- Rounded, cuplike, hollow parts of objects, such as the body of a stemmed vessel or the part of a pipe in which tobacco is burned.
- Rounded vessels that are generally wider than they are high, usually hemispherical or nearly so. A bowl may have a spreading base or foot ring and sometimes two handles or a cover. Distinguished from a cup, which is rather deep than wide.
- Refers to the style of artistic production in the southern and central Greek mainland during the Bronze Age between circa 1600 and 1050 BCE. Mycenaeans dominated the Aegean during this period and consequently works of art, though drawing on Minoan influence, demonstrate an increasing sophistication and variety. They include metalwork represented by golden Vapheio cups and gold face masks and wall paintings depicting predominantly scenes of warefare and hunting. Pottery is distinguished by the introduction of new formalized decorative motifs representing plant and animal life while architecture is characterized by the construction of palaces and elaborate tholos tombs such as the Treasury of Atreus.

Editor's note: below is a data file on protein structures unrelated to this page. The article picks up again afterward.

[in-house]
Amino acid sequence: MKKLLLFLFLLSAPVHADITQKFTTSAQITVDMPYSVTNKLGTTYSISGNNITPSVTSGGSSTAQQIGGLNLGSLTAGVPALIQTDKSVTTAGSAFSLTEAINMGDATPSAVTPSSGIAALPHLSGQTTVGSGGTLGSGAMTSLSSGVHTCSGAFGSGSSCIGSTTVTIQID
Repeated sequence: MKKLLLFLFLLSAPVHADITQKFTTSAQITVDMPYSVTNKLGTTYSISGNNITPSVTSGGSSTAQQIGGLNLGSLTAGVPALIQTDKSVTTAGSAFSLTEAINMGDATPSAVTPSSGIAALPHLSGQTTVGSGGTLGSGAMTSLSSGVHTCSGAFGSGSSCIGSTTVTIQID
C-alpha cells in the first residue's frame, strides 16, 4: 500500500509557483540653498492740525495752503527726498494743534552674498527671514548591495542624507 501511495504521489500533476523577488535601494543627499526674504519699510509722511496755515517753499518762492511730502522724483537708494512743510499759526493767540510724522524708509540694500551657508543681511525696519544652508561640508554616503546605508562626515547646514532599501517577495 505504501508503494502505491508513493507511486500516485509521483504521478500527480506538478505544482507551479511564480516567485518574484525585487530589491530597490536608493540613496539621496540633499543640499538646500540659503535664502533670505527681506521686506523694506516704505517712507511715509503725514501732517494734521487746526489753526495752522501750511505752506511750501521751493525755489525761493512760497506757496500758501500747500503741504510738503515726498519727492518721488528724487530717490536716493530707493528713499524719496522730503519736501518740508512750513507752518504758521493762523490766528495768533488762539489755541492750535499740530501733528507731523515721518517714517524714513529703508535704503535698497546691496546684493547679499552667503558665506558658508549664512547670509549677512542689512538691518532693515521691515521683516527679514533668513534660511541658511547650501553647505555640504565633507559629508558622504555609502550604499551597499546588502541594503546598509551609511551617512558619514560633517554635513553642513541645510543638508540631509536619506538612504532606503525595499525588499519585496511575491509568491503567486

- Fragments of a ceramic or glass vessel from just below the rim.
- Containers designed to serve as receptacles for a liquid or other substance, usually those of circular section and made of some durable material; especially containers of this nature in domestic use, employed in connection with the preparation or serving of food or drink, and usually of a size suitable for carrying by hand.
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Dimensions: 1 5/16 x 1 3/16 x 3/16 in. (3.3 x 3.016 x 0.476 cm)
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